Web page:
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Paula Cisewski

Bound to Being.jpg

PRESERVED & ADORNED WITH FLOWERS

         

                   1.      

 
Bundled our collective fears
                     an afflicted bouquet garnis

 

A common symptom since the last
election: generalized lack of self, that
sense of missing your own twin but
you don’t have a twin. Never did.

 

An old trick: layer extra eyeliner and mascara
                   to dissuade public tears

 

Or are you your own twin? A chimera,
birthing unrelated needs/ideals. It’s possible:
you’ve read about it, and it feels true. You
require no shred of medical evidence.

 

Fear is a human megaphone gone dumb, a structure
                     of huddled limbs, going going gone numb 

   

 
 
 
                  2.      

 

Erect a tower in homage to insides
matching outsides, and then a selfie

 

of that: an electronic reliquary:
a gulping, intestinal noooooooooooooooooooooo.  

 

Is this the tall hole where hope
or shame shall manifest?

 

Both too human.
Both so compostable.

  

Fissures, tunnels, an impulse to binge
while happy children make sandcastles
of the crumbling foundation.

  

                                                                 Whose kids are these??

  

                        Before it toppled we prayed a little, a general
                        summons, were just putting it out there, in case.               

 

                                                   I often
think of motherhood: The baby

 

I held a long tunnel ago.           My message to my child
is what I manage still to care for. I play telephone

 

with a future memory.
              It’s happening

 

              also hurting
              that feeling of being
              almost home.

     

                        

                         3.      

                         Desire: from the Latin “de sedire” or “from the stars”
 
Pink is a furious
color, and muzzle-tongued, because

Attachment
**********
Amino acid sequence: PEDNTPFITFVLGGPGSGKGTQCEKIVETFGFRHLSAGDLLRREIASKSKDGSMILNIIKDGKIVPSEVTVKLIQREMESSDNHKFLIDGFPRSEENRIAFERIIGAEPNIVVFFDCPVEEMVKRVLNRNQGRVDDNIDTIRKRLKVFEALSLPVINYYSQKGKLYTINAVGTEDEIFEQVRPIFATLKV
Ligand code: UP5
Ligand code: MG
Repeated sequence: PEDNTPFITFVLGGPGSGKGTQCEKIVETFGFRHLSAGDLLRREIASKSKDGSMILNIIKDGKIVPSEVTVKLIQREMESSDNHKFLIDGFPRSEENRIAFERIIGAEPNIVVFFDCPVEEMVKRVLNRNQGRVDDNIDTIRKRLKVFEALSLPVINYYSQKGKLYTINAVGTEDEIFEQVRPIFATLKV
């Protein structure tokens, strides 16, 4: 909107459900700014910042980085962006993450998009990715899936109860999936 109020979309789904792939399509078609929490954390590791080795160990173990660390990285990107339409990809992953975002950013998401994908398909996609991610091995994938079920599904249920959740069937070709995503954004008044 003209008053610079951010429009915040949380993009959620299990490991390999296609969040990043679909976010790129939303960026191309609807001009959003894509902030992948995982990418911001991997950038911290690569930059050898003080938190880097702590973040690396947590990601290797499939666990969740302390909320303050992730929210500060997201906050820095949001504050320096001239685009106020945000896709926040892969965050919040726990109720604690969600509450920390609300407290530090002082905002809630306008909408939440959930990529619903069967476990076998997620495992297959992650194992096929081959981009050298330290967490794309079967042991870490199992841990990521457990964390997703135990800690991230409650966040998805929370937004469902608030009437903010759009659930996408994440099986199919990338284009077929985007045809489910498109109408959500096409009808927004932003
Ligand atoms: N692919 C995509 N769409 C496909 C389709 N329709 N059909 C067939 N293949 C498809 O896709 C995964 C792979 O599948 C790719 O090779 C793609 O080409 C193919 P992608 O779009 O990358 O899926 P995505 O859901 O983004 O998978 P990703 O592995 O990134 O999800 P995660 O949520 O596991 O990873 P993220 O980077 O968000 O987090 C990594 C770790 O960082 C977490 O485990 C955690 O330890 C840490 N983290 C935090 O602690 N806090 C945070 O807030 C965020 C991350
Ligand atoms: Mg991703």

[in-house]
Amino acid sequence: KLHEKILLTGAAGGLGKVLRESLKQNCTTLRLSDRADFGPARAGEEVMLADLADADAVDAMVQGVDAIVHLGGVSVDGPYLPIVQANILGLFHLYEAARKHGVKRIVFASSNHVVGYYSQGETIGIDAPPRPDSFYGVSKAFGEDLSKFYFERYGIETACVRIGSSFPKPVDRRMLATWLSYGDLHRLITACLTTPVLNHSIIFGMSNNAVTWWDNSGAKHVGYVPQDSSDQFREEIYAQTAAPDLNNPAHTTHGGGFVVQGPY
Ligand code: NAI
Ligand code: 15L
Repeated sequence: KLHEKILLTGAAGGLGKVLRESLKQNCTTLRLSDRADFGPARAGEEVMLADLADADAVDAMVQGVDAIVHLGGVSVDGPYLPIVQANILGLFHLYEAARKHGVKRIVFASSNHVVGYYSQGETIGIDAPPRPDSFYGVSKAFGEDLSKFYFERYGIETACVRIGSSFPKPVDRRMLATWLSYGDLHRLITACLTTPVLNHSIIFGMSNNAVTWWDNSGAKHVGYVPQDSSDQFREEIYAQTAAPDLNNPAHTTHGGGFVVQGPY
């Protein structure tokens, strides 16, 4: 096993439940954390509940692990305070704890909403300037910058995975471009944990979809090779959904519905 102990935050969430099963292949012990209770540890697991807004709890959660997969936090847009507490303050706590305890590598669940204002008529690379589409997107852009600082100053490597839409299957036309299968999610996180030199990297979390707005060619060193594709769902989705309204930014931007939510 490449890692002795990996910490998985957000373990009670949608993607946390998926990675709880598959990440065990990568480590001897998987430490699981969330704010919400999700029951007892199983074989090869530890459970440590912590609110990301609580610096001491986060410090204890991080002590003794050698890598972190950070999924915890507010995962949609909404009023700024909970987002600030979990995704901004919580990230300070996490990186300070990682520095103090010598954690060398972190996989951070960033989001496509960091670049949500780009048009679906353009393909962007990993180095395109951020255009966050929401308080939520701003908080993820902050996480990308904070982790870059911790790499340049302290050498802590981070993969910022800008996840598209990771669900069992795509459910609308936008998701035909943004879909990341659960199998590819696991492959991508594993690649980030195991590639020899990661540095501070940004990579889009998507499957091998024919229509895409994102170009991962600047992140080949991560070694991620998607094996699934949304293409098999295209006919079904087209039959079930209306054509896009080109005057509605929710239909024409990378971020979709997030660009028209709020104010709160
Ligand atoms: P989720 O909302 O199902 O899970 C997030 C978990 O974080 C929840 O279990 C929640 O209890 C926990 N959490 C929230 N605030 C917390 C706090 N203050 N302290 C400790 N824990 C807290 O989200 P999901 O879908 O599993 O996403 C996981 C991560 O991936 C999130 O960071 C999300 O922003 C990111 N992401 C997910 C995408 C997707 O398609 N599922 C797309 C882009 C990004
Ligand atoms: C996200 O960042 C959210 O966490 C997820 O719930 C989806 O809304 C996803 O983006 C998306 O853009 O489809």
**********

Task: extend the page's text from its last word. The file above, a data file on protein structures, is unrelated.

a sunset people has lost itself
and cindered the moon
by clinging. We, the people,
were bored with the sky but also
demanded it stay and give us everything.
The sky relented and told us one star-clung
parable about a person who refused
to fold in on herself and become a ghost.
Is that even true? we asked before
we heard the exit door click,
then nothing.              Yawn.
We had no room for answers. 

  

 

                 4.      

 

At the bottom dirt floor of the tower,
                                      mostly buried  

 

(Did I climb down? Am I fallen? Was I born here? Am I born?)

 

Here feels underground/feels inside myself.
Too human. So compostable.

 

Already, others must be tired of hearing about the cool things I do
with my computer. Others must be
somewhere believing something.

 

Already, I want everything to be tenable.
The disc of light, for example, resembling the moon
is not the moon.
It’s the next

   

 
                   
                        5.      

 

The day I began this poem, the marker outside the grocery store in Money, Tennessee, where Emmett Till was accused of whistling was defiled. The vandals pulled off panels stating facts.
“Who knows what motivates people to do this?” said a rep from a PR firm.

 

Not fractals exactly, the way one body part resembles another. A lobe
is a lobe is a lobe.

Or the way one birth. Or one murder.

 

This too became the day I learned
the historical marker at the site where
Till’s lynched body was removed
from the Tallahatchie River has for years
been a popular shooting target.                 being shot up with bullet holes
                                                   multiple angles, different guns used. Some fired from road

 

A belief is a thing. A thing cannot be made before it is imagined
deep underground/inside myself and so my body too is stuffed
with the structures that leave holes in us.

 

Says J.W. Milam about a photo he provided: “Juxtaposed…Here is a site marker for the home of…Emmett Till’s murderer. It is preserved and adorned with flowers.”

 

The tower fell once we learned it was the structure we hated.
Toppled, I offered my ugliest self up, and hallelujah, no one tasted.

                           

(much info for this section from Harriet Sinclair’s 6/26/17 newsweek.com article, “Civil Rights Marker for Emmett Till Vandalized Months after his Memorial Sign was Riddled with Bullets.”)

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Paula Cisewski's fourth poetry collection, ​quitter​, won Diode Editions' 2016 Book Prize and her third, The Threatened Everything, was selected for publication in the 2014 Burnside Review Book Contest. Both were released in early 2017. Cisewski is also the author of Ghost Fargo (selected by Franz Wright for the Nightboat Poetry Prize),  Upon Arrival (Black Ocean), and a chapbook of lyric prose, Misplaced Sinister (Red Bird Chapbooks). She lives in Minneapolis.

All Responses:

Respond to a Prompt:

Submit your response to our current prompt(s). See our Submissions Guidelines page for details.


Paula Cisewski's fourth poetry collection, ​quitter​, won Diode Editions' 2016 Book Prize and her third, The Threatened Everything, was selected for publication in the 2014 Burnside Review Book Contest. Both were released in early 2017. Cisewski is also the author of Ghost Fargo (selected by Franz Wright for the Nightboat Poetry Prize),  Upon Arrival (Black Ocean), and a chapbook of lyric prose, Misplaced Sinister (Red Bird Chapbooks). She lives in Minneapolis.